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About Omaha daily bee. (Omaha [Neb.]) 187?-1922 | View Entire Issue (Feb. 10, 1917)
THE BEE: OMAHA, SATURDAY, FEBRUARY 10, 1917.
Busy Day Crowns Convention's
Closing Wifl Meet at Lin
coln Next Year.
PKOTZST mrLATED PEICES
Fred Pels of Blue Hill was elected
preiident of the Nebraska Retail
Hardware association at the closing
session of the convention held at the
The other ofiicera elected were:
. First vice president, Charles Sha
Second vice president, F. W. Ebin
Treasurer, W. C. Klein, Milford.
The aecretary is to be elected by
the new board of directors, and it it
understood that Nathan Roberta of
Lincoln is to be re-elected.
The director elected were Sam
Tooley, Broken Bow; M. Hargebroad,
Holstein, and A. N. Snyder, Tilden.
The delegate) chosen to attend the
national convention in St. Louis next
summer are C. B. Diehl, Stratton;
Fred Pets, Blue Hill; Nathan Roberts.
Lincoln: M. D. Hussie, Omaha; W. B.
Mills, MeCook; W. W. Bass, Ansel
mo; F. W. Ebinger, Plainview.
The next state convention ii to be
held at Lincoln. .
Knock High Prices.
One of the resolutions adopti
the hardware men reads ai fol
"It if the sense of the meeting that
insofar as some of the jobbers and
manufacturers are increasing the cost
of merchandise out of proportion to
the cost of raw material and labor,
resolved, that we, as retailers, pro
test asainst unfair advances they are
making, and request that the matter
be brought to the attention ot the
national association for immediate ac
The hardware men favored the hon
est advertising law, 1-cent postage,
uniform retail prices on trade-marked
or nationally-advertised goods, recom
mended careful investigation before
investing in syndicate catalogue
houses or chain stores, endorsed the
price and service bureaus of the na
tional association, endorsed the law
permitting legal collection from de
linquent salaried people, favored the
passage of a reciprocal demurrage
rule and went on record in favor of
Gloom Attends ;
j Sale of Farm Loan
' Bank Stock Here
Omaha investors evidently are not
very anxious to invest their money
in the new federal farm loan bank,
which the Commercial club and other
local civic organizations made such a
valiant fight to bring to' this city.
Subscriptions for capital stock in
the farm bank closed at noon and $34,.
900 was all that had been subscribed
for the local institution.
This $34,900 is pledged in 1S2 sub
scriptions, sixty-one of -which' are
from persons living outside of Omaha.
The largest subscription for the
Omaha bank is $J,000. There are sev
eral of this sum, but none larger.
The total capitalization of the bank
will be $750,000. The secretary of the
treasury, for the government, will sub.
scribe the remainder of the stock) over
It is believed Omaha's stock sub
scription will be the lowest of any of
the twelve cities favored with . the
' (arm banks.
Internal Revenue Collector Lootnis,
who is receiving the stock subscrip
tions and attending to temoorarv af
fairs of the bank, has been advised
that the board of five directors will
be appointed the fore part of this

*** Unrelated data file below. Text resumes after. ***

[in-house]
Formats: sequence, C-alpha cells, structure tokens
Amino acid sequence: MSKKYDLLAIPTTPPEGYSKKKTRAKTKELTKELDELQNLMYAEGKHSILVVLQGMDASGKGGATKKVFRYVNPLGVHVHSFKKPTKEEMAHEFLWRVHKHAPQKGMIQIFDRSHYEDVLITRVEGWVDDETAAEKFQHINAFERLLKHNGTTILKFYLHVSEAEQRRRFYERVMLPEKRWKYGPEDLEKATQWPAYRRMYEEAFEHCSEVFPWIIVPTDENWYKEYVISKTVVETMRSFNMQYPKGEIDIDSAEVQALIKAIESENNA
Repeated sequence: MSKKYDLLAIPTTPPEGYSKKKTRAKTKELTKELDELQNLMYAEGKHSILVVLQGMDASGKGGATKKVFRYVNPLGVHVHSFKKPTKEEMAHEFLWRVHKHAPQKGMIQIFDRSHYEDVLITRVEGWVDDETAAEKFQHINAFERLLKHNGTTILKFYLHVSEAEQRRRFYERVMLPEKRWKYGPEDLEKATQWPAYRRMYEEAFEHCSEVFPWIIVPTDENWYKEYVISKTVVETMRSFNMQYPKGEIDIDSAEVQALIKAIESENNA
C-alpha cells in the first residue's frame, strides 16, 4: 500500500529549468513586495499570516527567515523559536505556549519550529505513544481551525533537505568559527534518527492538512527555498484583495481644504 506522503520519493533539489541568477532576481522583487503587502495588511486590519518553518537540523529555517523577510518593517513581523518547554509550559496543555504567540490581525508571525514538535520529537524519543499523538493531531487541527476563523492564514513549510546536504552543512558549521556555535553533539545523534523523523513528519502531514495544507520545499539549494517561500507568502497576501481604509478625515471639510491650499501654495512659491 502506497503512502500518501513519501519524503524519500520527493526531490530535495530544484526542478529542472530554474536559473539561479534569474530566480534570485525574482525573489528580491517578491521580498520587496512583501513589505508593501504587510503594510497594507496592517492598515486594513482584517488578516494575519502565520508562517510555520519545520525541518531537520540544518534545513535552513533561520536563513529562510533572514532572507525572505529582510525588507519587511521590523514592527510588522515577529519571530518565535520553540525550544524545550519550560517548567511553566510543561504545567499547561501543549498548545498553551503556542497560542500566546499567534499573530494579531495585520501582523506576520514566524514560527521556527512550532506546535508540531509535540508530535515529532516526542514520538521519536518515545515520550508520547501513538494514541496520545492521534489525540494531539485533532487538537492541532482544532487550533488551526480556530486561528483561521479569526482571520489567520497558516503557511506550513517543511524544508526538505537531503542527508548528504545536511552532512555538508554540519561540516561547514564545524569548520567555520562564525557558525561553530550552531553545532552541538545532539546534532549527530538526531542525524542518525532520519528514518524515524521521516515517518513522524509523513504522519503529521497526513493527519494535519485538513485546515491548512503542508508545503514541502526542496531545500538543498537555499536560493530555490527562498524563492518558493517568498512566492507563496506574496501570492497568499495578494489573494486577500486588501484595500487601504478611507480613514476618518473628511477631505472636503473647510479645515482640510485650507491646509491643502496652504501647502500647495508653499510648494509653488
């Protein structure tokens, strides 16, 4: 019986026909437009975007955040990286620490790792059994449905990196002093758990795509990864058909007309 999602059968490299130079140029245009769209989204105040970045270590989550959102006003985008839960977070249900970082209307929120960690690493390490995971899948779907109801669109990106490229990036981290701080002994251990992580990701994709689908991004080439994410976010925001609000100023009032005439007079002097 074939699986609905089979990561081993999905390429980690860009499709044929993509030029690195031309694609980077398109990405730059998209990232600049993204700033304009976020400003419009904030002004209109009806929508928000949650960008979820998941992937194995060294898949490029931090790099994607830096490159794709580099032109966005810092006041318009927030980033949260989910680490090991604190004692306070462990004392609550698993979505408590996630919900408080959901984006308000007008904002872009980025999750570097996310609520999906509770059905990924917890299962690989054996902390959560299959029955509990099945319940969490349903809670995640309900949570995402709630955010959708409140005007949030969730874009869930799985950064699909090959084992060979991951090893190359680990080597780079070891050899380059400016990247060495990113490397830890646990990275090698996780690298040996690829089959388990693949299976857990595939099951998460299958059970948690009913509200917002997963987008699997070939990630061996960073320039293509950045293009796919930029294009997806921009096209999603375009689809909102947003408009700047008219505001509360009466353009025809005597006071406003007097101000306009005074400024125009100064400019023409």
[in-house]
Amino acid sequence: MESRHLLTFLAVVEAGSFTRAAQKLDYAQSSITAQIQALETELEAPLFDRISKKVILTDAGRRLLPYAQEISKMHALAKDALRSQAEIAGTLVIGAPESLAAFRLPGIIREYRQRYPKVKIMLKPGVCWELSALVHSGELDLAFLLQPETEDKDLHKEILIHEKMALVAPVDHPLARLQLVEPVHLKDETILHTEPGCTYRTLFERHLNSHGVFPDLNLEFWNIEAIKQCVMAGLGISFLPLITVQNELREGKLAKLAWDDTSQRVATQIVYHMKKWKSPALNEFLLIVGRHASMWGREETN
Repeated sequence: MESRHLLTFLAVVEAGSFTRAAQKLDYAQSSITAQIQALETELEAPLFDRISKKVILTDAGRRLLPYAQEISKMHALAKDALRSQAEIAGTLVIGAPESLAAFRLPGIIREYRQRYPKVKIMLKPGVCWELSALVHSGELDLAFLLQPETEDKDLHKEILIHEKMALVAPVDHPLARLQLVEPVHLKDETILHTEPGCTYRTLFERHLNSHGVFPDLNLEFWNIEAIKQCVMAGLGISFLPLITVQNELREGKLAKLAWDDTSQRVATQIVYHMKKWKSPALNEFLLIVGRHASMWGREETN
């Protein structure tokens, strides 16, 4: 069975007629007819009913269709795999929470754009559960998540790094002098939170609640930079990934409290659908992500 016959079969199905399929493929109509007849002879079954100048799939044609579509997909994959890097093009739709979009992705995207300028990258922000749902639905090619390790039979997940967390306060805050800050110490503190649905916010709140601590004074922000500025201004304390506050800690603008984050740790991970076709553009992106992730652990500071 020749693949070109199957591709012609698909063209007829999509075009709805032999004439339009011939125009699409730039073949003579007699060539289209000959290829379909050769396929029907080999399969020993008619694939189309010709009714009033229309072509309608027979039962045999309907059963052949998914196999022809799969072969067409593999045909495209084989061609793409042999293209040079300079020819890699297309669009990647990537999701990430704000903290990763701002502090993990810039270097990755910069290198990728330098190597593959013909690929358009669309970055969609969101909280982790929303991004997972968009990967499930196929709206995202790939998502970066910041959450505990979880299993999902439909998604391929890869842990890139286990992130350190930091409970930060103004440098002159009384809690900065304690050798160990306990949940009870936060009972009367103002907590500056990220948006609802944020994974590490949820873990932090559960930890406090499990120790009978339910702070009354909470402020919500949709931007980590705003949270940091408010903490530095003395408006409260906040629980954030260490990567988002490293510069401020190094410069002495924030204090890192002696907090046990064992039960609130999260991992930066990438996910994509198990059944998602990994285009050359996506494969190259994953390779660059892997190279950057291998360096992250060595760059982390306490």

coming week. These directors will
then immediately begin plans to open
the bank for business.
Mrs. MacDowell to Give .
Lecture-Recital in Omaha
Mrs. MacDowell, who comes to
Omaha on Saturday evening to give
lecture-recital at the Young Wom
en a Christian association auditorium.
INTERNED GERMAN STEAMER SUNK IN CHARLESTON HARBOR The interned Ger
man steamer Lievenfels, which oil February 1 "sprung a leak" and sank at its anchorage.
Port officials who investigated could find no reason why the vessel should have gone to the
bottom, unless scuttled. '
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ftti - TfHiirniMr'T'ftiisiiiiir r mmmmmmmtmrm-m TRrrrrwirTrrrrrri tttttI
STEAM ER LreVC rrrr t s
Omaha Would Cover Thirty-Six
Square Miles if New Bill Passes
Florence, Benson and a Strip
of the County Are to Be
Added to Greater
TO INCREASE POPULATION
. In view of the probable passage of
the Florence-Benson annexation bill
by the legislature, city officials are
casting their eyes over maps to get
an, idea Of the new Greater Omaha
which may be thrust upon them in
the near future.
The bill at Lincoln provides that
Florence, Benson and a strip of land
between Benson and Omaha may be
come part of Omaha by the passage
of ordinances in the Omaha city
Those in close touch with the stru
ts the widow of the late Edward Mac
DowetL the great American composer.
Naturally, her program will be made
up from works of her husband, which
sue will interpret as she came to un
derstand them through' him, In addi
tion to her playing, she will give
short explanatory lectures oa some
of the great composer's works, mak
ing plainer their message. The pro
ceeds of the affair go into fund Mrs.
MacDowell is endeavoring to raise to
realize the dream of her husband, that
oi esuDiisning a musical colony at
Peterborough. Americans who axe
familiar with his work sre also inter
ested in the plans he made for the
To Force Livery Stables
To Live Up to Tire Laws
- The city building department and
First Marshal Morris are taking steps
to correct fire hazards which have
been "created by reason of about
twelve livery barns and other places
being converted mto automobile :
rages without having complied with
use city building law.
Notices have ocen served on the
owners and fir insurance companies
have been advised of the situation,
With cancellation of insurance the of
ficials believe the owners will quickly
realise their position.
It is alleged that's recent livery
barn which was destroyed by fire was
used as a garage in connection with
the livery business and that the build.
wg had not been equipped as required
py law. -